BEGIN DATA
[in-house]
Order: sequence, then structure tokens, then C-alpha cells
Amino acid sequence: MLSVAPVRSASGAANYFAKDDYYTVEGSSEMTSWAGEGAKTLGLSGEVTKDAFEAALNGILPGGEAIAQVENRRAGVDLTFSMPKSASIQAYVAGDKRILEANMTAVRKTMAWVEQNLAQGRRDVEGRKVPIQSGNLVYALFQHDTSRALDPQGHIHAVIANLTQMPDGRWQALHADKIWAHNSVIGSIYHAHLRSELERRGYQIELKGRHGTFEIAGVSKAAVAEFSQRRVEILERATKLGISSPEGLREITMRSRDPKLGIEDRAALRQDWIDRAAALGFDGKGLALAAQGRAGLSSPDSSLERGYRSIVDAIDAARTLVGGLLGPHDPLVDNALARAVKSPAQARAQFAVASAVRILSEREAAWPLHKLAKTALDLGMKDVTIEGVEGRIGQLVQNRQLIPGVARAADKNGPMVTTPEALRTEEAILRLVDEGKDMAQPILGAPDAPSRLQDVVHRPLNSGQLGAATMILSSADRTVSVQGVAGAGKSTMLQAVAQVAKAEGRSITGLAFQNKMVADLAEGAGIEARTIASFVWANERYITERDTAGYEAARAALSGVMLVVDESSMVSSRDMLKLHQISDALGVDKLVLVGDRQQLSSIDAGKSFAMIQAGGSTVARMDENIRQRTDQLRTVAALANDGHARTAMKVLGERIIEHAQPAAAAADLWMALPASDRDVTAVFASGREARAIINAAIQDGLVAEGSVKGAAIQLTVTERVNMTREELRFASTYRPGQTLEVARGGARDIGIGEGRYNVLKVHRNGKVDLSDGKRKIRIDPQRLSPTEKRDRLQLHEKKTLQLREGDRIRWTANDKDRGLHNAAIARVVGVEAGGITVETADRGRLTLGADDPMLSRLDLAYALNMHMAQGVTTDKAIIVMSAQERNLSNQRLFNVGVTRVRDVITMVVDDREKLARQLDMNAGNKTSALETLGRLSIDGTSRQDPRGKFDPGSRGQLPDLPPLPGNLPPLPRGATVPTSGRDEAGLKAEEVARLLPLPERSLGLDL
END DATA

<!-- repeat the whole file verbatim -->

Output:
[in-house]
Order: sequence, then structure tokens, then C-alpha cells
Amino acid sequence: MLSVAPVRSASGAANYFAKDDYYTVEGSSEMTSWAGEGAKTLGLSGEVTKDAFEAALNGILPGGEAIAQVENRRAGVDLTFSMPKSASIQAYVAGDKRILEANMTAVRKTMAWVEQNLAQGRRDVEGRKVPIQSGNLVYALFQHDTSRALDPQGHIHAVIANLTQMPDGRWQALHADKIWAHNSVIGSIYHAHLRSELERRGYQIELKGRHGTFEIAGVSKAAVAEFSQRRVEILERATKLGISSPEGLREITMRSRDPKLGIEDRAALRQDWIDRAAALGFDGKGLALAAQGRAGLSSPDSSLERGYRSIVDAIDAARTLVGGLLGPHDPLVDNALARAVKSPAQARAQFAVASAVRILSEREAAWPLHKLAKTALDLGMKDVTIEGVEGRIGQLVQNRQLIPGVARAADKNGPMVTTPEALRTEEAILRLVDEGKDMAQPILGAPDAPSRLQDVVHRPLNSGQLGAATMILSSADRTVSVQGVAGAGKSTMLQAVAQVAKAEGRSITGLAFQNKMVADLAEGAGIEARTIASFVWANERYITERDTAGYEAARAALSGVMLVVDESSMVSSRDMLKLHQISDALGVDKLVLVGDRQQLSSIDAGKSFAMIQAGGSTVARMDENIRQRTDQLRTVAALANDGHARTAMKVLGERIIEHAQPAAAAADLWMALPASDRDVTAVFASGREARAIINAAIQDGLVAEGSVKGAAIQLTVTERVNMTREELRFASTYRPGQTLEVARGGARDIGIGEGRYNVLKVHRNGKVDLSDGKRKIRIDPQRLSPTEKRDRLQLHEKKTLQLREGDRIRWTANDKDRGLHNAAIARVVGVEAGGITVETADRGRLTLGADDPMLSRLDLAYALNMHMAQGVTTDKAIIVMSAQERNLSNQRLFNVGVTRVRDVITMVVDDREKLARQLDMNAGNKTSALETLGRLSIDGTSRQDPRGKFDPGSRGQLPDLPPLPGNLPPLPRGATVPTSGRDEAGLKAEEVARLLPLPERSLGLDL